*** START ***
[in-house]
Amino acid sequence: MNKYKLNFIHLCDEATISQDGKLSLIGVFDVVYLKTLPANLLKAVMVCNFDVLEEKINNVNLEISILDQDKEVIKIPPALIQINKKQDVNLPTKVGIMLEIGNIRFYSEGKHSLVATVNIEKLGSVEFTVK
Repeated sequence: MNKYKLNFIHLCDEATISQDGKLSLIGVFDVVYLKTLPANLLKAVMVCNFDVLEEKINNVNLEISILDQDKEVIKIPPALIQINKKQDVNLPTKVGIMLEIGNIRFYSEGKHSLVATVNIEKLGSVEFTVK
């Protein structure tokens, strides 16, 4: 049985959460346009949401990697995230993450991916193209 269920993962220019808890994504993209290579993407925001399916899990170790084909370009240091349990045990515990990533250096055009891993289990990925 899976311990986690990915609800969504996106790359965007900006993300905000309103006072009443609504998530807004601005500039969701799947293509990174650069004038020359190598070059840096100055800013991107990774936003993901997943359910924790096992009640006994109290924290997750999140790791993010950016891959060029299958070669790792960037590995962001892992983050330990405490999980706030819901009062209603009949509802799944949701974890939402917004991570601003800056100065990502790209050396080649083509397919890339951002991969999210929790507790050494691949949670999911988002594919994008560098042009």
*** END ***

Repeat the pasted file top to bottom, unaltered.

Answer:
[in-house]
Amino acid sequence: MNKYKLNFIHLCDEATISQDGKLSLIGVFDVVYLKTLPANLLKAVMVCNFDVLEEKINNVNLEISILDQDKEVIKIPPALIQINKKQDVNLPTKVGIMLEIGNIRFYSEGKHSLVATVNIEKLGSVEFTVK
Repeated sequence: MNKYKLNFIHLCDEATISQDGKLSLIGVFDVVYLKTLPANLLKAVMVCNFDVLEEKINNVNLEISILDQDKEVIKIPPALIQINKKQDVNLPTKVGIMLEIGNIRFYSEGKHSLVATVNIEKLGSVEFTVK
């Protein structure tokens, strides 16, 4: 049985959460346009949401990697995230993450991916193209 269920993962220019808890994504993209290579993407925001399916899990170790084909370009240091349990045990515990990533250096055009891993289990990925 899976311990986690990915609800969504996106790359965007900006993300905000309103006072009443609504998530807004601005500039969701799947293509990174650069004038020359190598070059840096100055800013991107990774936003993901997943359910924790096992009640006994109290924290997750999140790791993010950016891959060029299958070669790792960037590995962001892992983050330990405490999980706030819901009062209603009949509802799944949701974890939402917004991570601003800056100065990502790209050396080649083509397919890339951002991969999210929790507790050494691949949670999911988002594919994008560098042009």